June marks the halfway point for my thirtieth year on the planet. Each birthday before brought new experiences, adventures, challenges and a sense of maturity that made me all the more wiser in my last 365 days. As I reflect on the first 180 days of my thirtieth year I am beginning to understand how incredibly different it feels to be myself (perpetually an old soul, wrapped in a type A personality) living the life that I spent the first thirty years creating and preparing for. There is an amazing sense contentment that comes with looking around your world and realizing that you are an adult, living the life that you have created and have the option to make that life whatever you want it to be. Are there incredible challenges that you are completely unprepared for? Certainly. But your response to the unknown helps build your confidence and creates reference points as you face adversity in the rest of your life. Did I think that by 29 I would have watched my husband go through two courses of treatment for lymphoma? Absolutely not. When I was 5, did I imagine that at 30 years old I would be spending 40 hours a week as a program manager working with families in the community that I grew up in? Not at all. I would have said I would be a ballerina married to Steve Yzerman, despite his 20 years my senior and the fact that he was already married. There is no way for you to forecast the details of your life that you will find important as you’re going through your day-to-day routine as an adult. Somehow, completely against my nature, I take comfort in the unknown and the idea that all I can do is work hard, have empathy, make logical decisions, love those close to me and the rest is up to the universe.
In the spirit of using my reflection on my first thirty years, I’ve made some commitments to myself. I say commitments and not goals because the word goal insinuates that there is a finish line to each item and for what I have in mind, I don’t want there to be a finish line. I want to create a lifestyle for myself that breeds healthy and positive relationships with those that I care about and allows me to learn, grow and enjoy the next thirty years.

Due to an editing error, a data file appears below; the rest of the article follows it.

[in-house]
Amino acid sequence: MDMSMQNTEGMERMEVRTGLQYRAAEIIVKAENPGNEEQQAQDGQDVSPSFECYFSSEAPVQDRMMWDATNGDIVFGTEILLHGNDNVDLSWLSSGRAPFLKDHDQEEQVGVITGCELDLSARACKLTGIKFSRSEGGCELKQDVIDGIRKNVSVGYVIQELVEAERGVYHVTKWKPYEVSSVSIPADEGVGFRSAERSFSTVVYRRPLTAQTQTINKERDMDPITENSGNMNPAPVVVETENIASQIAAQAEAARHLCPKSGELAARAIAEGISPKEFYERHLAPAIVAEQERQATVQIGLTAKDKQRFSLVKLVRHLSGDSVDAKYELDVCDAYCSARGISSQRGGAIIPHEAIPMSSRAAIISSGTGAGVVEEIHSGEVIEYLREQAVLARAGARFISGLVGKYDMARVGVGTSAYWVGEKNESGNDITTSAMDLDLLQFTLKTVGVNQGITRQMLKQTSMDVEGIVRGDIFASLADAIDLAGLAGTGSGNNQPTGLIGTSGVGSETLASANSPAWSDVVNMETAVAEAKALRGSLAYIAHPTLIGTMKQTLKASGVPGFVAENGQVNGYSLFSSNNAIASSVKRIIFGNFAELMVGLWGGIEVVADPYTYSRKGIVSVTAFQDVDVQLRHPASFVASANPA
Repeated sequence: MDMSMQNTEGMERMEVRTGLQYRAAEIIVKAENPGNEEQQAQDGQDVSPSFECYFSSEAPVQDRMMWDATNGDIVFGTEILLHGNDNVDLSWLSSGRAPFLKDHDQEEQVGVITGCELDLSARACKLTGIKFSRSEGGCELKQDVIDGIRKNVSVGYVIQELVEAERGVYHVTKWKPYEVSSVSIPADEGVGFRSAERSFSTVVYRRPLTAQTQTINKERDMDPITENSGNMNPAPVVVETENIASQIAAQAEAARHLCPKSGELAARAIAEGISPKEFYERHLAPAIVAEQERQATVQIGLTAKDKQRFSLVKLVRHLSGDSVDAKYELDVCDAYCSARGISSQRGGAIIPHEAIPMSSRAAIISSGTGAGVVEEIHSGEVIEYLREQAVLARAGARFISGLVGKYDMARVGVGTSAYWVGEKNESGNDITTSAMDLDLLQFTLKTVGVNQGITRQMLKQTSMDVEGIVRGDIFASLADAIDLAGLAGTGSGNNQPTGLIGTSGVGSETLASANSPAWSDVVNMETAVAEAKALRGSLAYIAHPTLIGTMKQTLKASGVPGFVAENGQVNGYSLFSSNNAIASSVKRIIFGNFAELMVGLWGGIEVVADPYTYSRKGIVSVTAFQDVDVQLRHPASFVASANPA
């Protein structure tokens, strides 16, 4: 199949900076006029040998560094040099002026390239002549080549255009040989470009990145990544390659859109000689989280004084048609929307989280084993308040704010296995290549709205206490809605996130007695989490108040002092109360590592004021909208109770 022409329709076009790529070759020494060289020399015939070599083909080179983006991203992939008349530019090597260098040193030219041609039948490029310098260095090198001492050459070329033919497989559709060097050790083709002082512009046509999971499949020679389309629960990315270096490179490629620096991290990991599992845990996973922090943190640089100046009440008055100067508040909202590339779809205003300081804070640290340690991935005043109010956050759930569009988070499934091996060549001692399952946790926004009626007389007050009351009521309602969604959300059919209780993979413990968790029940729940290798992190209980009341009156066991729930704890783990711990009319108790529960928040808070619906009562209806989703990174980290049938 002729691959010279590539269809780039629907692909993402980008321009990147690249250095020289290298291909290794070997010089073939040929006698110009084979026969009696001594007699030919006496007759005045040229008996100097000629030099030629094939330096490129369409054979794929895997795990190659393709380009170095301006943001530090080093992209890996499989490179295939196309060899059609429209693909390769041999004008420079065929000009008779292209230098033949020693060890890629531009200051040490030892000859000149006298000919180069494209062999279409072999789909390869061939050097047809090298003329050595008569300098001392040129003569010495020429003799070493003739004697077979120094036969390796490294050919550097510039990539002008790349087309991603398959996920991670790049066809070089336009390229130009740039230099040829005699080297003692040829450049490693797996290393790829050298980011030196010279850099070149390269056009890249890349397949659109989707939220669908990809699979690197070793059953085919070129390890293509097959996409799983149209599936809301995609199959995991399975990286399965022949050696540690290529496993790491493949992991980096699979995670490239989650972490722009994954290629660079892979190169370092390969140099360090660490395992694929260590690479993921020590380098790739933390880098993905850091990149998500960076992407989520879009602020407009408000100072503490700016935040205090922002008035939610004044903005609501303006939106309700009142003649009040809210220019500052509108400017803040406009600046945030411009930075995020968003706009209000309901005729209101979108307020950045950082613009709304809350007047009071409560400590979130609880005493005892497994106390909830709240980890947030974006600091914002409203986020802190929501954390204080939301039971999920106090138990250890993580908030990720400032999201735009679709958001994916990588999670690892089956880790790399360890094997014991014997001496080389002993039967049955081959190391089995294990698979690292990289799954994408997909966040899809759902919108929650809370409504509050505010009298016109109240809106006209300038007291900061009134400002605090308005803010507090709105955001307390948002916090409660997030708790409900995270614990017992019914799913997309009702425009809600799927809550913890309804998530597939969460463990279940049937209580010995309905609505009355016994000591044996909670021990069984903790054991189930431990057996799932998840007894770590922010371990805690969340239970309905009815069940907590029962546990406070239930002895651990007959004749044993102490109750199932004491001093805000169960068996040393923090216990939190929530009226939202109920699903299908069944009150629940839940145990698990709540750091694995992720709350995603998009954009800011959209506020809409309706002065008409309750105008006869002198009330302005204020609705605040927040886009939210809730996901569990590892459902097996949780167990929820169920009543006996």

I commit to embracing a healthier lifestyle. I don’t care about losing weight, I don’t care about buying new clothes or taking selfies. I may do all of those things, but my intention is to be healthy so I can live through my next thirty years not to run after (pun intended) the fringe benefits.
I commit to drinking a little bit of the kool-aid. My natural inclination is not to be a small-talking, yes-sir, joiner of a person, most specifically in my work life. I take my job incredibly seriously, I am invested and interested in the best interest of the community we serve and the programming we offer. That investment and interest also means I take the work very personally and that can cause a disconnection from some people around me or judgement when I feel as though my priorities are not reciprocated. I often forget that being successful in community-based programming means I have to build relationships with people both internally and externally. This sometimes requires me to do things I don’t want to do, to chit-chat with people I don’t want to chit-chat with and to NOT say things I really would like to say (and do so without making a face). Hence, “drinking the kool-aid”. No need to gulp, but a couple sips should go a long way.
I commit to challenging myself. I want to learn new things, add bullet points to my resume, have new favorite foods, listen to new music and do crazy things that make me laugh. There’s something refreshing (and terrifying) about stepping outside of your comfort zone but I’ve found that is where some of your favorite things present themselves. When I took my first job as a trainer, I was terrified. I remember sweating through my clothes the first time I had to INTRODUCE myself in front of my first group of participants. Now, almost five years later, I thrive on developing trainings, presenting workshops and facilitating conversations – sometimes all while not having any kind of plan or agenda ahead of time. It helps that I’m willing to make a jack ass out of myself for a laugh.
Lastly, I commit to having fun. Life is short and is filled with awful things that happen every single day but there is always good in every day – you just have to find it. I commit to looking for the good in each day and if I can’t find it, I will create it.
Here’s to the next thirty years!